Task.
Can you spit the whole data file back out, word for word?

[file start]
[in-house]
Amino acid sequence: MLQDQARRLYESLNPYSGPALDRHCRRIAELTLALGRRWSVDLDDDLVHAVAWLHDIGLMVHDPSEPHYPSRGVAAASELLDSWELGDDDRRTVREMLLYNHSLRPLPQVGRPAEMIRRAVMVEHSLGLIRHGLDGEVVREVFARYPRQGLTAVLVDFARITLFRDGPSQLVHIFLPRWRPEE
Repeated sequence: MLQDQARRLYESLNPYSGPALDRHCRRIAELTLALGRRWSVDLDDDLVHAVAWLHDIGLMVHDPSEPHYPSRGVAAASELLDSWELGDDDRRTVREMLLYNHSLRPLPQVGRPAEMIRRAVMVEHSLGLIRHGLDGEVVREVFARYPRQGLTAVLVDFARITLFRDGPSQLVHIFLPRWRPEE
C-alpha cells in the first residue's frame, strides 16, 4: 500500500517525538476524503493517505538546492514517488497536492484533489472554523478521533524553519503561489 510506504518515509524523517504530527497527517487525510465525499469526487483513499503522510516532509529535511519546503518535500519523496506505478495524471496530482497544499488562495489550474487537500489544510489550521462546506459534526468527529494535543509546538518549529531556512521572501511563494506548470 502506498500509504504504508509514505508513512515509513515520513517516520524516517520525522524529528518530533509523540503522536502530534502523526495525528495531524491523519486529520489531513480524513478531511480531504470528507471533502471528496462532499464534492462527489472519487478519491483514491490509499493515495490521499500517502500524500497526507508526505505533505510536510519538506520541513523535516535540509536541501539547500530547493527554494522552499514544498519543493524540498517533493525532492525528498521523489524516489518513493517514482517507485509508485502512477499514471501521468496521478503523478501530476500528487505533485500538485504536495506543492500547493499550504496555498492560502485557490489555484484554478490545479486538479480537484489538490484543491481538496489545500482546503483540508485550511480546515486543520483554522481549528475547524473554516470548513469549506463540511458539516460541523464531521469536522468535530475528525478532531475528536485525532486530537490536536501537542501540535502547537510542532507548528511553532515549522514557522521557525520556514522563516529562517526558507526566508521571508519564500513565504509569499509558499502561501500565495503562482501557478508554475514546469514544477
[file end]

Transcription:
[in-house]
Amino acid sequence: MLQDQARRLYESLNPYSGPALDRHCRRIAELTLALGRRWSVDLDDDLVHAVAWLHDIGLMVHDPSEPHYPSRGVAAASELLDSWELGDDDRRTVREMLLYNHSLRPLPQVGRPAEMIRRAVMVEHSLGLIRHGLDGEVVREVFARYPRQGLTAVLVDFARITLFRDGPSQLVHIFLPRWRPEE
Repeated sequence: MLQDQARRLYESLNPYSGPALDRHCRRIAELTLALGRRWSVDLDDDLVHAVAWLHDIGLMVHDPSEPHYPSRGVAAASELLDSWELGDDDRRTVREMLLYNHSLRPLPQVGRPAEMIRRAVMVEHSLGLIRHGLDGEVVREVFARYPRQGLTAVLVDFARITLFRDGPSQLVHIFLPRWRPEE
C-alpha cells in the first residue's frame, strides 16, 4: 500500500517525538476524503493517505538546492514517488497536492484533489472554523478521533524553519503561489 510506504518515509524523517504530527497527517487525510465525499469526487483513499503522510516532509529535511519546503518535500519523496506505478495524471496530482497544499488562495489550474487537500489544510489550521462546506459534526468527529494535543509546538518549529531556512521572501511563494506548470 502506498500509504504504508509514505508513512515509513515520513517516520524516517520525522524529528518530533509523540503522536502530534502523526495525528495531524491523519486529520489531513480524513478531511480531504470528507471533502471528496462532499464534492462527489472519487478519491483514491490509499493515495490521499500517502500524500497526507508526505505533505510536510519538506520541513523535516535540509536541501539547500530547493527554494522552499514544498519543493524540498517533493525532492525528498521523489524516489518513493517514482517507485509508485502512477499514471501521468496521478503523478501530476500528487505533485500538485504536495506543492500547493499550504496555498492560502485557490489555484484554478490545479486538479480537484489538490484543491481538496489545500482546503483540508485550511480546515486543520483554522481549528475547524473554516470548513469549506463540511458539516460541523464531521469536522468535530475528525478532531475528536485525532486530537490536536501537542501540535502547537510542532507548528511553532515549522514557522521557525520556514522563516529562517526558507526566508521571508519564500513565504509569499509558499502561501500565495503562482501557478508554475514546469514544477